News
UCOP Grant Funds New UC Multicampus Center: Science-Based Innovation in Learning (SIL)

The University of California Office of the President (UCOP) Multicampus Research Programs and Initiative (MRPI) has funded the proposal to develop the California Science-Based Innovation in Learning (SIL) Center.

PI/Host Campus: Fumiko Hoeft, UCSF, Neuro/Medical, Learning Disabilities

Co-PIs/Campuses

Silvia Bunge, UC Berkeley, Cognitive Neurology
Jamal Abedi, UC Davis, English Learner
Carol Connor, UC Irvine, Instruction
Marcelo Suarez-Orozco, UCLA, Education Policy, together with Susanna Loeb, Stanford University
Jeff Gilger, UC Merced, Training & Education

Additional Investigators:  

  • Roeland Hancock, Computation and Biostatistics
  • Elissa Epel /Nicki Bush, Health Disparity
  • Nancy Cushen White, Intervention /RD
  • MariLu Gorno Tempini, Language Processes
  • Bob Hendren, UCSF Dyslexia Center
  • Linda Siegel, University of British Columbia

Duration of Grant: 2017-2019

Rationale

In the US, 9.2% of public school children are English language learners (ELLs), and ELL enrollment has grown 50% over the past decade, outpacing non-ELL enrollment. In California (CA), a quarter of the school-aged children in the public schools are ELLs. ELLs are twice as likely as non-ELLs to live in poverty and more likely to be misidentified than non-ELLs for learning disabilities (LDs) such as reading disorders (RD). Learning disabilities and their misidentification in ELLs further contributes to ELL inequality in English proficiency and educational attainment, leading to income and health disparity.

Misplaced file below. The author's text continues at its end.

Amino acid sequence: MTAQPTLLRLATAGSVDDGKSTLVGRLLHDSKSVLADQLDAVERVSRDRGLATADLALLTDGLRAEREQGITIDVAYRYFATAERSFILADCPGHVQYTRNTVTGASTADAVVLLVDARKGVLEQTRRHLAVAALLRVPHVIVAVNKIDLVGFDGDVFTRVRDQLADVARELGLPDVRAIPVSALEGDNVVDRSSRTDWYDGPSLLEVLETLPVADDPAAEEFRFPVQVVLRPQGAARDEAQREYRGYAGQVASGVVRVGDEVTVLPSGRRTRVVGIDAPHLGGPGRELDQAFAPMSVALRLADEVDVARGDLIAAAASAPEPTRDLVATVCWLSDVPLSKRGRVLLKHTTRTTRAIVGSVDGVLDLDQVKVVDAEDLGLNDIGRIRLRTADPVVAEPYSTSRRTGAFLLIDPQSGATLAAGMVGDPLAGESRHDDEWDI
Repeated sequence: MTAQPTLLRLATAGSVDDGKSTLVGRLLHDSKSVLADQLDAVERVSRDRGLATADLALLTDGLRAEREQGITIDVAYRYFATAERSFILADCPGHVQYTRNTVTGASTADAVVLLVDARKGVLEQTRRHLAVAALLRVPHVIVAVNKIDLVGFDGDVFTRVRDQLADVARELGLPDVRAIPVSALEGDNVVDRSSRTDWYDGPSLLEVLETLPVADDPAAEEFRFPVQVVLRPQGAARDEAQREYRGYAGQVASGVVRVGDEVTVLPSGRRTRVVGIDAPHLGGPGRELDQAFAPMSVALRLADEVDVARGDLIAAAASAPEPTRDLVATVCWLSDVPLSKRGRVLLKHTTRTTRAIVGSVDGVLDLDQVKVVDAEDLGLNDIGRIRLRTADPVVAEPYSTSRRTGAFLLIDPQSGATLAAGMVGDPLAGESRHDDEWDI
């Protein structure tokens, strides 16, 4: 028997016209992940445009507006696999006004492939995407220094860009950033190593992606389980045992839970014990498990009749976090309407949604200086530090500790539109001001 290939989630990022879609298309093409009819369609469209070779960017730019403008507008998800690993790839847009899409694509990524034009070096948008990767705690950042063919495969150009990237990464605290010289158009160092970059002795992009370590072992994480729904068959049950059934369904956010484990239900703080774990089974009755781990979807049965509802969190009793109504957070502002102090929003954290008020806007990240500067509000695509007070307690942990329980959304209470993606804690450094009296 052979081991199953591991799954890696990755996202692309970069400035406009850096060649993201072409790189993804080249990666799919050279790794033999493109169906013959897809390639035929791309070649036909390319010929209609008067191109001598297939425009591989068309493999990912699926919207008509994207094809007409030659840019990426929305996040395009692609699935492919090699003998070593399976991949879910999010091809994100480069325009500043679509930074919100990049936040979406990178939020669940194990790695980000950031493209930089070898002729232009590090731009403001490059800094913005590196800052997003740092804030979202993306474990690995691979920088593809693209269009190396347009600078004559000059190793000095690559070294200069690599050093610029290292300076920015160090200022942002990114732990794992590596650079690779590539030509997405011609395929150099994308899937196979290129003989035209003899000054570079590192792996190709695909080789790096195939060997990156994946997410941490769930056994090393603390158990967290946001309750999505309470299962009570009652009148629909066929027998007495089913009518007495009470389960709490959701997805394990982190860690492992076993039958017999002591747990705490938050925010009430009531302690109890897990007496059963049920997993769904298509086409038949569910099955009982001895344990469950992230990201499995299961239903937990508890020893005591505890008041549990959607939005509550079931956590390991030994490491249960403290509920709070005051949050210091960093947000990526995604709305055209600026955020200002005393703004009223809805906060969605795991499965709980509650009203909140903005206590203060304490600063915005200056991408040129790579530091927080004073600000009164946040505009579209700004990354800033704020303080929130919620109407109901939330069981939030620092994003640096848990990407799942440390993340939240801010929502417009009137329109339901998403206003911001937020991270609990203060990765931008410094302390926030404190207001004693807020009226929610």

Reducing education-related risks for poor health outcomes in ELLs requires efforts to better understand the link between educational attainment and health disparity in this population, and early identification of LD in ELLs. Although there are good predictors of RD in English monolinguals, extending these to ELLs is complicated by variability in language experience, lack of English proficiency, variability in the native languages spoken by ELLs, and the lack of normed measures (except Spanish) and qualified practitioners. One third of all US ELLs are in CA, making these issues particularly significant for the state and UC, while at the same time providing the opportunity for UC to be a leader in addressing these issues.

Center Goals

The short-term goals of the Center are to: (1) setup an innovative, multicampus, cross-disciplinary collaboration bridging education, cognitive sciences, medicine, and policy, and (2) perform a series of pilot studies to examine the links between academic and health outcomes in ELLs and evaluate individualized prescription of reading interventions that will prepare Center investigatorsto compete for federal center and collaborative research grants in the near future.

The long-term goal is for the UC center to be a national leader in "Precision Ed-Health", and tackle issues associated with education and health disparity in underrepresented populations, with an initial emphasis on early identification and intervention of children at risk for learning challenges. The central mission includes performing high quality research and providing training, services, and advocacy. Such efforts will ultimately enhance the lives of children and families, while addressing major issues in CA and the US, including the cost of education, difficulties of educating diverse populations including ELLs, and the health consequences of poor school performance.